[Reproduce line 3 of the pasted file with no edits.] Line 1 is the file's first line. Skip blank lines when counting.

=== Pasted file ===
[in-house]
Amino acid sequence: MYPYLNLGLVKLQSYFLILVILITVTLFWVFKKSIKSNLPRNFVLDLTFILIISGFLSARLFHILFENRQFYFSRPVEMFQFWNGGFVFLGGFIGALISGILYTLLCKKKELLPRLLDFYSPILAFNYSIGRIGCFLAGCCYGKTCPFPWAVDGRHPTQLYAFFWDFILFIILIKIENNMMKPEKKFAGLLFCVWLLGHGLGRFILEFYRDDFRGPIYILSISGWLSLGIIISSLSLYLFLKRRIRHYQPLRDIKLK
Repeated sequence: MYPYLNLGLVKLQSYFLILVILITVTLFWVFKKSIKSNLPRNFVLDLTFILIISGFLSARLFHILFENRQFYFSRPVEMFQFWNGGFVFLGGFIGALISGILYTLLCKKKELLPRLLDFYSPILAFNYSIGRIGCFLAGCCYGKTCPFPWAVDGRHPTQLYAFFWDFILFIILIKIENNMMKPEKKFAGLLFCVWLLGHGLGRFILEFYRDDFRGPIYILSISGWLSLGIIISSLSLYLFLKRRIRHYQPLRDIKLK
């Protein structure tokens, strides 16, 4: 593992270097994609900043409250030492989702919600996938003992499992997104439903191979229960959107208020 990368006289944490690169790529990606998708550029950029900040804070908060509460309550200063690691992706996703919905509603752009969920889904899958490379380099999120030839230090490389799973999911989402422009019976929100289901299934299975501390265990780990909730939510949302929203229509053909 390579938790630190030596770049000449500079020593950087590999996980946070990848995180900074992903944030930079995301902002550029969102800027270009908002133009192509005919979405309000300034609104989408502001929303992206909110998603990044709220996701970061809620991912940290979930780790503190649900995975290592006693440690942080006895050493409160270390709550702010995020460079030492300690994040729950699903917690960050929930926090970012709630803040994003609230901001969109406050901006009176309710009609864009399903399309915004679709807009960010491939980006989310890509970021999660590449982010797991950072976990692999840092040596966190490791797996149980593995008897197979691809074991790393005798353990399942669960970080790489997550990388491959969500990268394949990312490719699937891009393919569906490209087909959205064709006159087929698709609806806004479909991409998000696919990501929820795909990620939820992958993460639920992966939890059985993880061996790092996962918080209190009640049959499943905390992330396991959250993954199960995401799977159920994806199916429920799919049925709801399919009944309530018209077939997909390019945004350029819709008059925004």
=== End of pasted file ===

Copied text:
Repeated sequence: MYPYLNLGLVKLQSYFLILVILITVTLFWVFKKSIKSNLPRNFVLDLTFILIISGFLSARLFHILFENRQFYFSRPVEMFQFWNGGFVFLGGFIGALISGILYTLLCKKKELLPRLLDFYSPILAFNYSIGRIGCFLAGCCYGKTCPFPWAVDGRHPTQLYAFFWDFILFIILIKIENNMMKPEKKFAGLLFCVWLLGHGLGRFILEFYRDDFRGPIYILSISGWLSLGIIISSLSLYLFLKRRIRHYQPLRDIKLK